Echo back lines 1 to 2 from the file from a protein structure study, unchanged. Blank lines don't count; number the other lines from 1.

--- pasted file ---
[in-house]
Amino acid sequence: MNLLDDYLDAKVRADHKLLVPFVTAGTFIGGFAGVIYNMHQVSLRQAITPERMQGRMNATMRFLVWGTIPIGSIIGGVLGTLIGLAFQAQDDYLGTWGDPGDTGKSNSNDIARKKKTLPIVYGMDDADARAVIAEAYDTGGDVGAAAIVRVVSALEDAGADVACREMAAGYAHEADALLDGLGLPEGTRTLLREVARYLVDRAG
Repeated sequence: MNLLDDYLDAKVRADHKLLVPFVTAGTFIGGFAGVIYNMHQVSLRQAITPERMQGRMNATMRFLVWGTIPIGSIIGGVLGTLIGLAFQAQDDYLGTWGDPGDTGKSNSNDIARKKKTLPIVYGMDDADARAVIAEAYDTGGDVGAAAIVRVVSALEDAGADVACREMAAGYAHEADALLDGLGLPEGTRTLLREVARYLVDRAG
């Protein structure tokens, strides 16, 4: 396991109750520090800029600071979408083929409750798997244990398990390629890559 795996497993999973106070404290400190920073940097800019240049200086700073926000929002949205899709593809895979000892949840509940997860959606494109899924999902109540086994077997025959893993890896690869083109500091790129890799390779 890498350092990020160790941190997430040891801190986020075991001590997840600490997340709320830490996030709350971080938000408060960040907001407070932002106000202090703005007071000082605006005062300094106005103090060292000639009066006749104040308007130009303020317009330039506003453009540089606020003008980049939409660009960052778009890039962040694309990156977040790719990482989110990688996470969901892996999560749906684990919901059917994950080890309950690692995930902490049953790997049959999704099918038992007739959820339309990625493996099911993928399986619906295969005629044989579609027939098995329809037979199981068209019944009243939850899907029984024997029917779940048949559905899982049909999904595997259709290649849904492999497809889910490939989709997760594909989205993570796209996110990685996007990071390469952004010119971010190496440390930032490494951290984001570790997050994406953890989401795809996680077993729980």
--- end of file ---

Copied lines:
[in-house]
Amino acid sequence: MNLLDDYLDAKVRADHKLLVPFVTAGTFIGGFAGVIYNMHQVSLRQAITPERMQGRMNATMRFLVWGTIPIGSIIGGVLGTLIGLAFQAQDDYLGTWGDPGDTGKSNSNDIARKKKTLPIVYGMDDADARAVIAEAYDTGGDVGAAAIVRVVSALEDAGADVACREMAAGYAHEADALLDGLGLPEGTRTLLREVARYLVDRAG